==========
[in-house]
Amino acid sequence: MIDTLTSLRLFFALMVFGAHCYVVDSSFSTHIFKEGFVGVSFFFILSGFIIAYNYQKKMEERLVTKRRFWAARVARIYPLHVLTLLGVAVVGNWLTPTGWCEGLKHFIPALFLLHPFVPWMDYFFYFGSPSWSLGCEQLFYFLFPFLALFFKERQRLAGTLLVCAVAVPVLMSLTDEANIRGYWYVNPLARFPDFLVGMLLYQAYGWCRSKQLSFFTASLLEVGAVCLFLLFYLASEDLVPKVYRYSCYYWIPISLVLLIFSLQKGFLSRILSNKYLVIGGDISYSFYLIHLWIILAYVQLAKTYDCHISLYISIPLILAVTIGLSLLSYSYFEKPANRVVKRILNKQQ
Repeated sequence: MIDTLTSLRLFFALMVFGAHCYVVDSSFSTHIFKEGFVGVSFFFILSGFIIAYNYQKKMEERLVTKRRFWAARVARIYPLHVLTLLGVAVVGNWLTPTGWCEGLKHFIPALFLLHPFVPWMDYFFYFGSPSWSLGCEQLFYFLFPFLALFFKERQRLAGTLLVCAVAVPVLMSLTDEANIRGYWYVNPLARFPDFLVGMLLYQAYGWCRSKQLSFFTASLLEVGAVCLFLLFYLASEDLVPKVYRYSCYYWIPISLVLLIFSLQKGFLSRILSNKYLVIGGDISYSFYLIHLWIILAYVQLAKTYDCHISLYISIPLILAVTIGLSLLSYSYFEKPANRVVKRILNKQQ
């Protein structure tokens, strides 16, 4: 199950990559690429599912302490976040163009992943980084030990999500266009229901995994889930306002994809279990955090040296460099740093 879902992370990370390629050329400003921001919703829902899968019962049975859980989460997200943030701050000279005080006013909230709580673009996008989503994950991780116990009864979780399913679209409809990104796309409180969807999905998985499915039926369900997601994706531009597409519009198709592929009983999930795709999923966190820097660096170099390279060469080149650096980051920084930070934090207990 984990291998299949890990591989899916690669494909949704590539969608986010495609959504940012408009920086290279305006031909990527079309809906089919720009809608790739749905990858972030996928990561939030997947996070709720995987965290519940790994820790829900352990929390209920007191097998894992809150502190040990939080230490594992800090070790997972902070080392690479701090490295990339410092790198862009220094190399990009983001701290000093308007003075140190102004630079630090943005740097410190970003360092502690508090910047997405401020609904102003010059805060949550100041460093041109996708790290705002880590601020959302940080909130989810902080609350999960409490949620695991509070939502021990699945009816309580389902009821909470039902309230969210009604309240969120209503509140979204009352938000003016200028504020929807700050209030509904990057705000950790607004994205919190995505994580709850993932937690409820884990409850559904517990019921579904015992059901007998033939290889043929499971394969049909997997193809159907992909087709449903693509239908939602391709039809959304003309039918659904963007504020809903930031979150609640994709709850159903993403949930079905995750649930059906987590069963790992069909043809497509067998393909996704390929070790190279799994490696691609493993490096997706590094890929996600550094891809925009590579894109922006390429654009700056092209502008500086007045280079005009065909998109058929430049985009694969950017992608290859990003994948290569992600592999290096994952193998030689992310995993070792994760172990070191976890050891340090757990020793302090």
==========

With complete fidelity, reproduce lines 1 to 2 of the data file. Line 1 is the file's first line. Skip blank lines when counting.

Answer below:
[in-house]
Amino acid sequence: MIDTLTSLRLFFALMVFGAHCYVVDSSFSTHIFKEGFVGVSFFFILSGFIIAYNYQKKMEERLVTKRRFWAARVARIYPLHVLTLLGVAVVGNWLTPTGWCEGLKHFIPALFLLHPFVPWMDYFFYFGSPSWSLGCEQLFYFLFPFLALFFKERQRLAGTLLVCAVAVPVLMSLTDEANIRGYWYVNPLARFPDFLVGMLLYQAYGWCRSKQLSFFTASLLEVGAVCLFLLFYLASEDLVPKVYRYSCYYWIPISLVLLIFSLQKGFLSRILSNKYLVIGGDISYSFYLIHLWIILAYVQLAKTYDCHISLYISIPLILAVTIGLSLLSYSYFEKPANRVVKRILNKQQ